Fauci highlighted data showing that antibody levels decline over time and that higher levels of antibodies are associated with higher vaccine efficacy. But antibodies are only one component of the body’s defense mechanisms against infection.
When the antibodies decrease, the body compensates with a cellular immune response. “A person who has lost antibodies isn’t necessarily completely susceptible to infection, because that person has T-cell immunity that we can’t measure easily,” said Dr. Cody Meissner, a specialist in pediatric infectious diseases who sits on the FDA’s vaccine advisory panel.
John Wherry, director of the Penn Institute of Immunology at the University of Pennsylvania, recently published a study finding that the two-dose vaccines provoked a strong response by the immune system’s T cells, which researchers said could be a more durable source of protection. Wherry is working on a second study based on six months of data.
“We’re seeing very good durability for at least some components of the non-antibody responses generated by the vaccines,” he said.
For protection against serious disease, “really all you need is immunological memory, and these vaccines induce immunological memory and immunological memory tends to be longer-lived,” Offit said. Federal scientists also are studying T-cell response, Fauci said.
Pfizer and Moderna have said they think COVID-19 boosters will be necessary. But it’s up to the government to authorize them. Federal officials say they are sifting through new data from the companies and elsewhere as they become available.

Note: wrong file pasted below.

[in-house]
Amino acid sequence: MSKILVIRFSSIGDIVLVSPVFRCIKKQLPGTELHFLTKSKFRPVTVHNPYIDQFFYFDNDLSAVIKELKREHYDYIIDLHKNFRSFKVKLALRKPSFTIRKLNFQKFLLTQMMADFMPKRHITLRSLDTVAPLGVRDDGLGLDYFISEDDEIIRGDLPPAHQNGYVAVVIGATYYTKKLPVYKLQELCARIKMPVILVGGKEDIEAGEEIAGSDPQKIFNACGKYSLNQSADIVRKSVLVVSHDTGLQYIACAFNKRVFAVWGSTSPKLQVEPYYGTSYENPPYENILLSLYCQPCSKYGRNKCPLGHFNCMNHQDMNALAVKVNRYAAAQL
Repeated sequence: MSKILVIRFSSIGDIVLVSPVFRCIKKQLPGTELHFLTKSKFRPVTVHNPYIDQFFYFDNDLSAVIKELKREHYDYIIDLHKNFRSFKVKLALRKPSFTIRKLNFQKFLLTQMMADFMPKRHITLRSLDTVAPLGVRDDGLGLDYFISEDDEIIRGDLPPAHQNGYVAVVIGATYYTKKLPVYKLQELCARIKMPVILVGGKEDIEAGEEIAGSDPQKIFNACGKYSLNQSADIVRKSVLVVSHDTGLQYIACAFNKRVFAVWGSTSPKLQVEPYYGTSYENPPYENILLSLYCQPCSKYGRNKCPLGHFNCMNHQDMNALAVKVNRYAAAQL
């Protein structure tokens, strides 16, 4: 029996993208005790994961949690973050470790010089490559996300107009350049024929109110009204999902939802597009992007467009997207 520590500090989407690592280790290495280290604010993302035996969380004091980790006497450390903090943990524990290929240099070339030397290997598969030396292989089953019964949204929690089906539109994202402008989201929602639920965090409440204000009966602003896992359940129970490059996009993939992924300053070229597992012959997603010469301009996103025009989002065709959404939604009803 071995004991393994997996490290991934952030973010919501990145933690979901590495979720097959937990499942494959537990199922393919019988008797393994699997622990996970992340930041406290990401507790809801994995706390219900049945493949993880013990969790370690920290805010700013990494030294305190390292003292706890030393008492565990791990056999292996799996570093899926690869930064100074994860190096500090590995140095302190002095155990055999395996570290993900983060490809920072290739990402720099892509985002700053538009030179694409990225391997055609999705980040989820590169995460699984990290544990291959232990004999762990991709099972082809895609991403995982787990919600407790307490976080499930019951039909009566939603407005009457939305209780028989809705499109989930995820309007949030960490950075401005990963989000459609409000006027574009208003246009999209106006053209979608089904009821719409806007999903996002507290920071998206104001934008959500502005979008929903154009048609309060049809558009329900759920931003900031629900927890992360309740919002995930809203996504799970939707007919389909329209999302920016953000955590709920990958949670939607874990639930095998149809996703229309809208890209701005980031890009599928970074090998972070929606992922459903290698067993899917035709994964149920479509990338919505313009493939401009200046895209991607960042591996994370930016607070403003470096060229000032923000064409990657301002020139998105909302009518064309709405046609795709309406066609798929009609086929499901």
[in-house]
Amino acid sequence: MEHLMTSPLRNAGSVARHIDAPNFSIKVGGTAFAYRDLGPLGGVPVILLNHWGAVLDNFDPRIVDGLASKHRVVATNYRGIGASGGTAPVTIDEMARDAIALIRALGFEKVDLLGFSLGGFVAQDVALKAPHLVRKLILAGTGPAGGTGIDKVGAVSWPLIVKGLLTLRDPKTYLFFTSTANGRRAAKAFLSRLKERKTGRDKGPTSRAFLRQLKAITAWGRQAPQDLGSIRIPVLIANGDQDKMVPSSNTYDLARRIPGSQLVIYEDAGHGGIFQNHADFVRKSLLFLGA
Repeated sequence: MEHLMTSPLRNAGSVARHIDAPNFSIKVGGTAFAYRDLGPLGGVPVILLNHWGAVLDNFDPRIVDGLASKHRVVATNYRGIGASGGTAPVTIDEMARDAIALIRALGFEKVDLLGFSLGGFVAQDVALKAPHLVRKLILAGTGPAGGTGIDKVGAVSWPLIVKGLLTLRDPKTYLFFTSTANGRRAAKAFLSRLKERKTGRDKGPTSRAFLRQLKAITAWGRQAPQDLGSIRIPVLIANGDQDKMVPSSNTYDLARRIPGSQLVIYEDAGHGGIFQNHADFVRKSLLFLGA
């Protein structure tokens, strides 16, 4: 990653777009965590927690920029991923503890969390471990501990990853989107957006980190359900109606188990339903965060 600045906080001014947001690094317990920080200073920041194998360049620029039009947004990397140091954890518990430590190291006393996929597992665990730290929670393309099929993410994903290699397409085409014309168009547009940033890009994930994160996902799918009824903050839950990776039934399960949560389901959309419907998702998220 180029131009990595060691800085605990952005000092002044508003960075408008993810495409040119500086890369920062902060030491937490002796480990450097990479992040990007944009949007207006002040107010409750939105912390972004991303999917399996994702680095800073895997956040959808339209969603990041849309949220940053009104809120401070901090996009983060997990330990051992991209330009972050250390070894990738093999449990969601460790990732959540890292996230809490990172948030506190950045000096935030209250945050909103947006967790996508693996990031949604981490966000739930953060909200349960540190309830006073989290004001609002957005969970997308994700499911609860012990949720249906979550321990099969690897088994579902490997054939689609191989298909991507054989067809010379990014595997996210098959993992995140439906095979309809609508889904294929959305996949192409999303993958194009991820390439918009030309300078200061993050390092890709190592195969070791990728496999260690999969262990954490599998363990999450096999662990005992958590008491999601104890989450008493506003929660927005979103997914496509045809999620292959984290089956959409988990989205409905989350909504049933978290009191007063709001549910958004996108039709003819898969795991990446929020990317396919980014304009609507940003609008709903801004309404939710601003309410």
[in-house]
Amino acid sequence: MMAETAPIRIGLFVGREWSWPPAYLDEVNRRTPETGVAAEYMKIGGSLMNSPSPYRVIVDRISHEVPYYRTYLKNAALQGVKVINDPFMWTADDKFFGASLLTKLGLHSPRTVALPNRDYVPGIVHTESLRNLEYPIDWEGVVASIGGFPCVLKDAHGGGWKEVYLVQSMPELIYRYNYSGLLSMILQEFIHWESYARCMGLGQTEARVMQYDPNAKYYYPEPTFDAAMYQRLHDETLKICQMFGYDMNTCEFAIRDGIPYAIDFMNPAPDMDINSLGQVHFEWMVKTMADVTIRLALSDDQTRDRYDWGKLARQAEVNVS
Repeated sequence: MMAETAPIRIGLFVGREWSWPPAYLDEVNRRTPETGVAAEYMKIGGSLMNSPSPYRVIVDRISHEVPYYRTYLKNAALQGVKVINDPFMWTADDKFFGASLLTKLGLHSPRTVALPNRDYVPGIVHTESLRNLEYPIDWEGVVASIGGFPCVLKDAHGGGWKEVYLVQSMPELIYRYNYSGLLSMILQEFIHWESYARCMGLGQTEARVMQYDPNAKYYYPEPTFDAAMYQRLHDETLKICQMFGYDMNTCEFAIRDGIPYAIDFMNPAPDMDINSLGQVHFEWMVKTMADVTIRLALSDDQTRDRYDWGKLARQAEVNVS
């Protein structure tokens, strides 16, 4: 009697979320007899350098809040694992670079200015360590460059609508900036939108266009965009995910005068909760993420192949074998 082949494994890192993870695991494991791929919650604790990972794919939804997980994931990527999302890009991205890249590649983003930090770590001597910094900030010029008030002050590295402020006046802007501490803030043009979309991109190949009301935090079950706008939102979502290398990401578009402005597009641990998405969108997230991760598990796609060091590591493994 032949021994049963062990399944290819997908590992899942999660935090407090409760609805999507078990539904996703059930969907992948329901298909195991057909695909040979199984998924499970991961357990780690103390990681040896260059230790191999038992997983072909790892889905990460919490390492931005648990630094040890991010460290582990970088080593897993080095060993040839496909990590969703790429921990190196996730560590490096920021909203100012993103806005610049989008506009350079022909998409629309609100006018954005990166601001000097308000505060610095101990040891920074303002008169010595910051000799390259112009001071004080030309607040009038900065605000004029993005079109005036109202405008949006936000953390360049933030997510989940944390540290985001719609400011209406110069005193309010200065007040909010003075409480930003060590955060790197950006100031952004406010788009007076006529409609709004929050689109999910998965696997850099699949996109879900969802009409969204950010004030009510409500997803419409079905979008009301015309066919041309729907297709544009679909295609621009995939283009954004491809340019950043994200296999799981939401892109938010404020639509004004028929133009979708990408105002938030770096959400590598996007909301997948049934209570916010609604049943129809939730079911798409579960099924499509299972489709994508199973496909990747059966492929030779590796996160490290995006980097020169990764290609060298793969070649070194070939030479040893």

Pfizer this week announced it has submitted phase 1 clinical trial data to the FDA as part of an evaluation for future approval of a third dose. The company said phase 3 results are “expected shortly.”
Pfizer said its preliminary trial results showed a third dose was safe and increased antibody levels against the original virus as well as the Delta variant. Moderna found a third dose had safety results similar to a second dose and produced a strong antibody response.
Typically, any distribution of shots would occur after the CDC’s Advisory Committee on Immunization Practices developed recommendations. But with the Biden administration’s announcement about boosters, public health experts worry the message suggests the outcome is preordained.
“They’ve left them no choice,” said Dr. Nicole Lurie, a former senior Health and Human Services official in the Obama administration and U.S. director of the Coalition for Epidemic Preparedness Innovations, the global epidemic vaccines partnership. “If there’s no booster program, FDA gets blamed, and that’s not appropriate.”
KHN (Kaiser Health News) is a national newsroom that produces in-depth journalism about health issues. Together with Policy Analysis and Polling, KHN is one of the three major operating programs at KFF (Kaiser Family Foundation).